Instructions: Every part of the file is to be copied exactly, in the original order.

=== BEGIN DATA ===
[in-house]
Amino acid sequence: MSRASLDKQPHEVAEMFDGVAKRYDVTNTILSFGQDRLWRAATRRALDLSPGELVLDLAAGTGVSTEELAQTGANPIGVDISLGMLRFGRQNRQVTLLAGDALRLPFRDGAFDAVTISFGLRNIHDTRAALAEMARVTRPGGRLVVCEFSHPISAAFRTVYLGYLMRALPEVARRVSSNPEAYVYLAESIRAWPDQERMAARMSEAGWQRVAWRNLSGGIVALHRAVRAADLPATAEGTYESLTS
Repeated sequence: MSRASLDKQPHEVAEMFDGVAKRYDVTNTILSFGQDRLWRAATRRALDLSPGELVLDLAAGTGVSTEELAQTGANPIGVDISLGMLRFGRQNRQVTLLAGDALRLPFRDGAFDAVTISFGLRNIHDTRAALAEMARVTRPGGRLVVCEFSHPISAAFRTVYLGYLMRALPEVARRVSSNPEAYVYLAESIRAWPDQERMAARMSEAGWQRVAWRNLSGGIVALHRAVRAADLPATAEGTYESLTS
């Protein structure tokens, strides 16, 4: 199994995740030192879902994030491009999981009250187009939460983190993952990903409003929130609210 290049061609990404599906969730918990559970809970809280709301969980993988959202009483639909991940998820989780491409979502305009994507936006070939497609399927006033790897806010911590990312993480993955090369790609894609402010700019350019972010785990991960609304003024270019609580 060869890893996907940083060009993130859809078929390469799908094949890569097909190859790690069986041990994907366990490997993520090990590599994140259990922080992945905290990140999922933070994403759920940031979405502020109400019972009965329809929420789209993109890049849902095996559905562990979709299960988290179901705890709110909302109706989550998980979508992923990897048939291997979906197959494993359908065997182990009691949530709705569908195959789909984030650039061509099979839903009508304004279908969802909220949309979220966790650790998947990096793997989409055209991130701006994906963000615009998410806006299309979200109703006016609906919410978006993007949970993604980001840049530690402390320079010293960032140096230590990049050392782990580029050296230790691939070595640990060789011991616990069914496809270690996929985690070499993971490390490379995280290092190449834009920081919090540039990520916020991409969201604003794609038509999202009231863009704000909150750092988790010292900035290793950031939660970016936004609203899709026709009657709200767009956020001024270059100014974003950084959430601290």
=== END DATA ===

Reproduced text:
[in-house]
Amino acid sequence: MSRASLDKQPHEVAEMFDGVAKRYDVTNTILSFGQDRLWRAATRRALDLSPGELVLDLAAGTGVSTEELAQTGANPIGVDISLGMLRFGRQNRQVTLLAGDALRLPFRDGAFDAVTISFGLRNIHDTRAALAEMARVTRPGGRLVVCEFSHPISAAFRTVYLGYLMRALPEVARRVSSNPEAYVYLAESIRAWPDQERMAARMSEAGWQRVAWRNLSGGIVALHRAVRAADLPATAEGTYESLTS
Repeated sequence: MSRASLDKQPHEVAEMFDGVAKRYDVTNTILSFGQDRLWRAATRRALDLSPGELVLDLAAGTGVSTEELAQTGANPIGVDISLGMLRFGRQNRQVTLLAGDALRLPFRDGAFDAVTISFGLRNIHDTRAALAEMARVTRPGGRLVVCEFSHPISAAFRTVYLGYLMRALPEVARRVSSNPEAYVYLAESIRAWPDQERMAARMSEAGWQRVAWRNLSGGIVALHRAVRAADLPATAEGTYESLTS
């Protein structure tokens, strides 16, 4: 199994995740030192879902994030491009999981009250187009939460983190993952990903409003929130609210 290049061609990404599906969730918990559970809970809280709301969980993988959202009483639909991940998820989780491409979502305009994507936006070939497609399927006033790897806010911590990312993480993955090369790609894609402010700019350019972010785990991960609304003024270019609580 060869890893996907940083060009993130859809078929390469799908094949890569097909190859790690069986041990994907366990490997993520090990590599994140259990922080992945905290990140999922933070994403759920940031979405502020109400019972009965329809929420789209993109890049849902095996559905562990979709299960988290179901705890709110909302109706989550998980979508992923990897048939291997979906197959494993359908065997182990009691949530709705569908195959789909984030650039061509099979839903009508304004279908969802909220949309979220966790650790998947990096793997989409055209991130701006994906963000615009998410806006299309979200109703006016609906919410978006993007949970993604980001840049530690402390320079010293960032140096230590990049050392782990580029050296230790691939070595640990060789011991616990069914496809270690996929985690070499993971490390490379995280290092190449834009920081919090540039990520916020991409969201604003794609038509999202009231863009704000909150750092988790010292900035290793950031939660970016936004609203899709026709009657709200767009956020001024270059100014974003950084959430601290």